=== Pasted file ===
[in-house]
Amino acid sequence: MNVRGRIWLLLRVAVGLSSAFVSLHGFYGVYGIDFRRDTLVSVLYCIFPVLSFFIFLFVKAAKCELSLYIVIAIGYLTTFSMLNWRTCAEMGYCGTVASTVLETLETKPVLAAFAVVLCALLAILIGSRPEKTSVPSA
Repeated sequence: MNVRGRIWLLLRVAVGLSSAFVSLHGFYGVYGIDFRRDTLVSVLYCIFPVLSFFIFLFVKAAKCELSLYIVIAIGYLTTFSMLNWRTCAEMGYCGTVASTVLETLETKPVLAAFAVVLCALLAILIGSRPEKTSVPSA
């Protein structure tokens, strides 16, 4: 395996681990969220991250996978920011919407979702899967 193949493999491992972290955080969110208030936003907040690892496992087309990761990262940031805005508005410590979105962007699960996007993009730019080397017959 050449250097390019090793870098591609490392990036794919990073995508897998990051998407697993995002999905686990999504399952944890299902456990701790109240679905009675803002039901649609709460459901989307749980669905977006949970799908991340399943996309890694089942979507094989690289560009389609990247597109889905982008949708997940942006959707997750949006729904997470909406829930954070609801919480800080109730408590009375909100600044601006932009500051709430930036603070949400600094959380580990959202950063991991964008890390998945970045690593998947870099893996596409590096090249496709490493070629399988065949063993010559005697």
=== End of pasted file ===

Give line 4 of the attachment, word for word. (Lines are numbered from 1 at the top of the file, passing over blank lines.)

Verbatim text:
């Protein structure tokens, strides 16, 4: 395996681990969220991250996978920011919407979702899967 193949493999491992972290955080969110208030936003907040690892496992087309990761990262940031805005508005410590979105962007699960996007993009730019080397017959 050449250097390019090793870098591609490392990036794919990073995508897998990051998407697993995002999905686990999504399952944890299902456990701790109240679905009675803002039901649609709460459901989307749980669905977006949970799908991340399943996309890694089942979507094989690289560009389609990247597109889905982008949708997940942006959707997750949006729904997470909406829930954070609801919480800080109730408590009375909100600044601006932009500051709430930036603070949400600094959380580990959202950063991991964008890390998945970045690593998947870099893996596409590096090249496709490493070629399988065949063993010559005697």